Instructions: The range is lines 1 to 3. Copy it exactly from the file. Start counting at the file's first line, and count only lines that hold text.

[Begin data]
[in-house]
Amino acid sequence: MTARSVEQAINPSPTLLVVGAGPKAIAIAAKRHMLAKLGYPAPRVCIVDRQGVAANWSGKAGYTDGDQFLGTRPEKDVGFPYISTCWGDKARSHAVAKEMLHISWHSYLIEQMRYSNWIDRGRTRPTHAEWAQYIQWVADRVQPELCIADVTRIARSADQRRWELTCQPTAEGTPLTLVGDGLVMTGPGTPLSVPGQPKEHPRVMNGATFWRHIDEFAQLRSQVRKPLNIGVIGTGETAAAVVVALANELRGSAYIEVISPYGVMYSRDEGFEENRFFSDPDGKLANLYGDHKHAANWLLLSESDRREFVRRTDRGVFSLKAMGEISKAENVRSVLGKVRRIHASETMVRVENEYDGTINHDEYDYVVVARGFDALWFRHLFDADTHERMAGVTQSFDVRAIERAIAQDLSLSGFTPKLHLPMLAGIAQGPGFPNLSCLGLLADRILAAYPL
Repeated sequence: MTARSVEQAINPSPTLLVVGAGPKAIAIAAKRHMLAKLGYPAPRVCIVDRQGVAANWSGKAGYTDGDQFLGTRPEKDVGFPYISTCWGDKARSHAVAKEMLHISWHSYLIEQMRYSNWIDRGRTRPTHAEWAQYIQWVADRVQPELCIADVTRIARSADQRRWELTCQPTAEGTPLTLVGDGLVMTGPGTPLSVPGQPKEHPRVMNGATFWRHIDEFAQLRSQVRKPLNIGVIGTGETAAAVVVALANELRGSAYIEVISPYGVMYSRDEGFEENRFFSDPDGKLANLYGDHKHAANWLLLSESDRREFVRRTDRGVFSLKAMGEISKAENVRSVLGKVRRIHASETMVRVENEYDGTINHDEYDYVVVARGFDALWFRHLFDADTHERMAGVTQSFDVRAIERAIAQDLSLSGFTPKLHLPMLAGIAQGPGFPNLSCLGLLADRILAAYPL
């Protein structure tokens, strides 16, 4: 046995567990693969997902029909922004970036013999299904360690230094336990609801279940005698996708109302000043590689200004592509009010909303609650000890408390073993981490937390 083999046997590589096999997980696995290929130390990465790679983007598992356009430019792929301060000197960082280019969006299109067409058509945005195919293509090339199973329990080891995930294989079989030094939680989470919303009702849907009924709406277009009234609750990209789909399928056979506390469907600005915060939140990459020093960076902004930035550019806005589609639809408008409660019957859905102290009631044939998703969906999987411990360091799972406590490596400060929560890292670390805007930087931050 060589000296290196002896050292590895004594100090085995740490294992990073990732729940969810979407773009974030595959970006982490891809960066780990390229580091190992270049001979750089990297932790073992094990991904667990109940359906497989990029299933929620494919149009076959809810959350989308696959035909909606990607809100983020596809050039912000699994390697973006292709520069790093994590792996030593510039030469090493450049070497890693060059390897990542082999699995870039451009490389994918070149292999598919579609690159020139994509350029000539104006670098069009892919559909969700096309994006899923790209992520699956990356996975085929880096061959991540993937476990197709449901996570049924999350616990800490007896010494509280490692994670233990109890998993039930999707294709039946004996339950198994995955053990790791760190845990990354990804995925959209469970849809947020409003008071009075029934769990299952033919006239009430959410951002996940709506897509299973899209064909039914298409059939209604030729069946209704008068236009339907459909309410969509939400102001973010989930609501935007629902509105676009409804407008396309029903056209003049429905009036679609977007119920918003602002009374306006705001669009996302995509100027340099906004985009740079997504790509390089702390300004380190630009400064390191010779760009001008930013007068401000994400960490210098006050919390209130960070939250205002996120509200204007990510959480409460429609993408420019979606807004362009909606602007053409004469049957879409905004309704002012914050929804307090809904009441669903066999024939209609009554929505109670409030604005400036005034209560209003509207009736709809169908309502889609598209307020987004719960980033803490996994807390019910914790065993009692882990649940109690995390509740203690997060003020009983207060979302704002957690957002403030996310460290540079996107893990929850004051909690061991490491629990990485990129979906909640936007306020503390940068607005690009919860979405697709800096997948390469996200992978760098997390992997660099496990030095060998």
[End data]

[in-house]
Amino acid sequence: MTARSVEQAINPSPTLLVVGAGPKAIAIAAKRHMLAKLGYPAPRVCIVDRQGVAANWSGKAGYTDGDQFLGTRPEKDVGFPYISTCWGDKARSHAVAKEMLHISWHSYLIEQMRYSNWIDRGRTRPTHAEWAQYIQWVADRVQPELCIADVTRIARSADQRRWELTCQPTAEGTPLTLVGDGLVMTGPGTPLSVPGQPKEHPRVMNGATFWRHIDEFAQLRSQVRKPLNIGVIGTGETAAAVVVALANELRGSAYIEVISPYGVMYSRDEGFEENRFFSDPDGKLANLYGDHKHAANWLLLSESDRREFVRRTDRGVFSLKAMGEISKAENVRSVLGKVRRIHASETMVRVENEYDGTINHDEYDYVVVARGFDALWFRHLFDADTHERMAGVTQSFDVRAIERAIAQDLSLSGFTPKLHLPMLAGIAQGPGFPNLSCLGLLADRILAAYPL
Repeated sequence: MTARSVEQAINPSPTLLVVGAGPKAIAIAAKRHMLAKLGYPAPRVCIVDRQGVAANWSGKAGYTDGDQFLGTRPEKDVGFPYISTCWGDKARSHAVAKEMLHISWHSYLIEQMRYSNWIDRGRTRPTHAEWAQYIQWVADRVQPELCIADVTRIARSADQRRWELTCQPTAEGTPLTLVGDGLVMTGPGTPLSVPGQPKEHPRVMNGATFWRHIDEFAQLRSQVRKPLNIGVIGTGETAAAVVVALANELRGSAYIEVISPYGVMYSRDEGFEENRFFSDPDGKLANLYGDHKHAANWLLLSESDRREFVRRTDRGVFSLKAMGEISKAENVRSVLGKVRRIHASETMVRVENEYDGTINHDEYDYVVVARGFDALWFRHLFDADTHERMAGVTQSFDVRAIERAIAQDLSLSGFTPKLHLPMLAGIAQGPGFPNLSCLGLLADRILAAYPL